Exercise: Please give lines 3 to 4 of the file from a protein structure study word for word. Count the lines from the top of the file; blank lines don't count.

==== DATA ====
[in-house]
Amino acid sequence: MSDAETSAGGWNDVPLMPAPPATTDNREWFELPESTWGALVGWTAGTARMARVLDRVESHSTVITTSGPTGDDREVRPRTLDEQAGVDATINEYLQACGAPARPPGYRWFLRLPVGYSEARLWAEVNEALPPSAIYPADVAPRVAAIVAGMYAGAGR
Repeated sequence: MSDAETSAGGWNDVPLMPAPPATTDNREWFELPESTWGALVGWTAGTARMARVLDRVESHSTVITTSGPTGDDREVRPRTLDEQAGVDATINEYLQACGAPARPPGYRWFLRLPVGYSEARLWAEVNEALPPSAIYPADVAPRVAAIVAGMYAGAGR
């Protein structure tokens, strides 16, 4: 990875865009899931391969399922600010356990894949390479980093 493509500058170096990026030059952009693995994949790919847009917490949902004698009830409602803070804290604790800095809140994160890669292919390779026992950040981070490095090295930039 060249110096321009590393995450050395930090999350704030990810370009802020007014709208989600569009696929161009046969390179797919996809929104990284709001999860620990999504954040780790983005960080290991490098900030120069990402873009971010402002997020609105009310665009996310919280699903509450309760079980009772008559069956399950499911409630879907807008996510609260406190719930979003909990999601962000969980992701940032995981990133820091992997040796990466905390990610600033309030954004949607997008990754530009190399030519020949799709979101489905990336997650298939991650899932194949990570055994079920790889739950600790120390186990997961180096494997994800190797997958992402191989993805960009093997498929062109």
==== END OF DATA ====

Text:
Repeated sequence: MSDAETSAGGWNDVPLMPAPPATTDNREWFELPESTWGALVGWTAGTARMARVLDRVESHSTVITTSGPTGDDREVRPRTLDEQAGVDATINEYLQACGAPARPPGYRWFLRLPVGYSEARLWAEVNEALPPSAIYPADVAPRVAAIVAGMYAGAGR
């Protein structure tokens, strides 16, 4: 990875865009899931391969399922600010356990894949390479980093 493509500058170096990026030059952009693995994949790919847009917490949902004698009830409602803070804290604790800095809140994160890669292919390779026992950040981070490095090295930039 060249110096321009590393995450050395930090999350704030990810370009802020007014709208989600569009696929161009046969390179797919996809929104990284709001999860620990999504954040780790983005960080290991490098900030120069990402873009971010402002997020609105009310665009996310919280699903509450309760079980009772008559069956399950499911409630879907807008996510609260406190719930979003909990999601962000969980992701940032995981990133820091992997040796990466905390990610600033309030954004949607997008990754530009190399030519020949799709979101489905990336997650298939991650899932194949990570055994079920790889739950600790120390186990997961180096494997994800190797997958992402191989993805960009093997498929062109």